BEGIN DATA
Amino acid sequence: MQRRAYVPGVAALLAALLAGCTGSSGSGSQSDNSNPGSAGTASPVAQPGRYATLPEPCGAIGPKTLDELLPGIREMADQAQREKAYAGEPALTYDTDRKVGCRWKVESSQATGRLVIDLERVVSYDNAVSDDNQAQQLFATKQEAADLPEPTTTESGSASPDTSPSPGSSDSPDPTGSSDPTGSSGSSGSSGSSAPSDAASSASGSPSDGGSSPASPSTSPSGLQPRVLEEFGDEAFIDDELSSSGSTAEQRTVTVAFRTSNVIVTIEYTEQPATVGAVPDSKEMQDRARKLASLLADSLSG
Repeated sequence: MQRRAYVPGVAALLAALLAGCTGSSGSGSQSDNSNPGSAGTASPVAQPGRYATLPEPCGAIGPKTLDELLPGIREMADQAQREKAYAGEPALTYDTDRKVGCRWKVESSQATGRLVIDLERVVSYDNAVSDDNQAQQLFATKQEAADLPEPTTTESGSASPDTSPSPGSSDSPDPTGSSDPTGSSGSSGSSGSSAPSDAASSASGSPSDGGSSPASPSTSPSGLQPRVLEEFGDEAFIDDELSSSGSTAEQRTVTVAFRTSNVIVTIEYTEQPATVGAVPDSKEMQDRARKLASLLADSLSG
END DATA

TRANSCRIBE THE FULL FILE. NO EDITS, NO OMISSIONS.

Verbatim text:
Amino acid sequence: MQRRAYVPGVAALLAALLAGCTGSSGSGSQSDNSNPGSAGTASPVAQPGRYATLPEPCGAIGPKTLDELLPGIREMADQAQREKAYAGEPALTYDTDRKVGCRWKVESSQATGRLVIDLERVVSYDNAVSDDNQAQQLFATKQEAADLPEPTTTESGSASPDTSPSPGSSDSPDPTGSSDPTGSSGSSGSSGSSAPSDAASSASGSPSDGGSSPASPSTSPSGLQPRVLEEFGDEAFIDDELSSSGSTAEQRTVTVAFRTSNVIVTIEYTEQPATVGAVPDSKEMQDRARKLASLLADSLSG
Repeated sequence: MQRRAYVPGVAALLAALLAGCTGSSGSGSQSDNSNPGSAGTASPVAQPGRYATLPEPCGAIGPKTLDELLPGIREMADQAQREKAYAGEPALTYDTDRKVGCRWKVESSQATGRLVIDLERVVSYDNAVSDDNQAQQLFATKQEAADLPEPTTTESGSASPDTSPSPGSSDSPDPTGSSDPTGSSGSSGSSGSSAPSDAASSASGSPSDGGSSPASPSTSPSGLQPRVLEEFGDEAFIDDELSSSGSTAEQRTVTVAFRTSNVIVTIEYTEQPATVGAVPDSKEMQDRARKLASLLADSLSG